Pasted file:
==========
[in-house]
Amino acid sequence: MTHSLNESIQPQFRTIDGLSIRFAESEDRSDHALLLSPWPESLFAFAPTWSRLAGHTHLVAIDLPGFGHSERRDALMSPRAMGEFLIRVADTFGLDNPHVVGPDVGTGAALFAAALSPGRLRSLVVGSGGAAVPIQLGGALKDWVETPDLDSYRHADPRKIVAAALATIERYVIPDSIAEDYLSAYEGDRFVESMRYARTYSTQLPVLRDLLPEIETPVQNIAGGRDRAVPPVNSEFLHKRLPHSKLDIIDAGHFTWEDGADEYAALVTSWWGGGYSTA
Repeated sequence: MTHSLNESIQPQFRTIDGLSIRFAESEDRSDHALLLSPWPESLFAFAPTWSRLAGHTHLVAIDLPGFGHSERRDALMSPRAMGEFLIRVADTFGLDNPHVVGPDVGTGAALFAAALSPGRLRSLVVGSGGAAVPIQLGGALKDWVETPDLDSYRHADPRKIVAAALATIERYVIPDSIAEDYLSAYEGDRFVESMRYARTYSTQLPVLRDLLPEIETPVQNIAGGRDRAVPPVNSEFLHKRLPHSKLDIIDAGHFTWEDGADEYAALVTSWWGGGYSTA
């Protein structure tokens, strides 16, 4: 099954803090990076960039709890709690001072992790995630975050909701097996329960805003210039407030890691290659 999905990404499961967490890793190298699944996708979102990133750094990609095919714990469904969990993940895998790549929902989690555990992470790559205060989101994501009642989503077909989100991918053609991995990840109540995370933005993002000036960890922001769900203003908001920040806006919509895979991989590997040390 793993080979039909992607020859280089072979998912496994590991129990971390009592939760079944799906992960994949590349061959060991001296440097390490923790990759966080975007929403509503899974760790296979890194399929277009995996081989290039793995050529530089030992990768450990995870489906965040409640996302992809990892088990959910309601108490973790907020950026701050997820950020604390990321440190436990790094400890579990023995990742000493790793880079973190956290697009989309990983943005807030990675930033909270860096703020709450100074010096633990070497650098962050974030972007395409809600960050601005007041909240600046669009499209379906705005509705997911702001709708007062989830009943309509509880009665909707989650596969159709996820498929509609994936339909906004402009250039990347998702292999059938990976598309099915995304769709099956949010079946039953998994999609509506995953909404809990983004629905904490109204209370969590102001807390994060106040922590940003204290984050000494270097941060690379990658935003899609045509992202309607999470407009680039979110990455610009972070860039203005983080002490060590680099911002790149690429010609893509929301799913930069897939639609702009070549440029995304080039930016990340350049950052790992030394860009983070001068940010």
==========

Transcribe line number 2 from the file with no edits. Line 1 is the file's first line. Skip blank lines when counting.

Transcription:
Amino acid sequence: MTHSLNESIQPQFRTIDGLSIRFAESEDRSDHALLLSPWPESLFAFAPTWSRLAGHTHLVAIDLPGFGHSERRDALMSPRAMGEFLIRVADTFGLDNPHVVGPDVGTGAALFAAALSPGRLRSLVVGSGGAAVPIQLGGALKDWVETPDLDSYRHADPRKIVAAALATIERYVIPDSIAEDYLSAYEGDRFVESMRYARTYSTQLPVLRDLLPEIETPVQNIAGGRDRAVPPVNSEFLHKRLPHSKLDIIDAGHFTWEDGADEYAALVTSWWGGGYSTA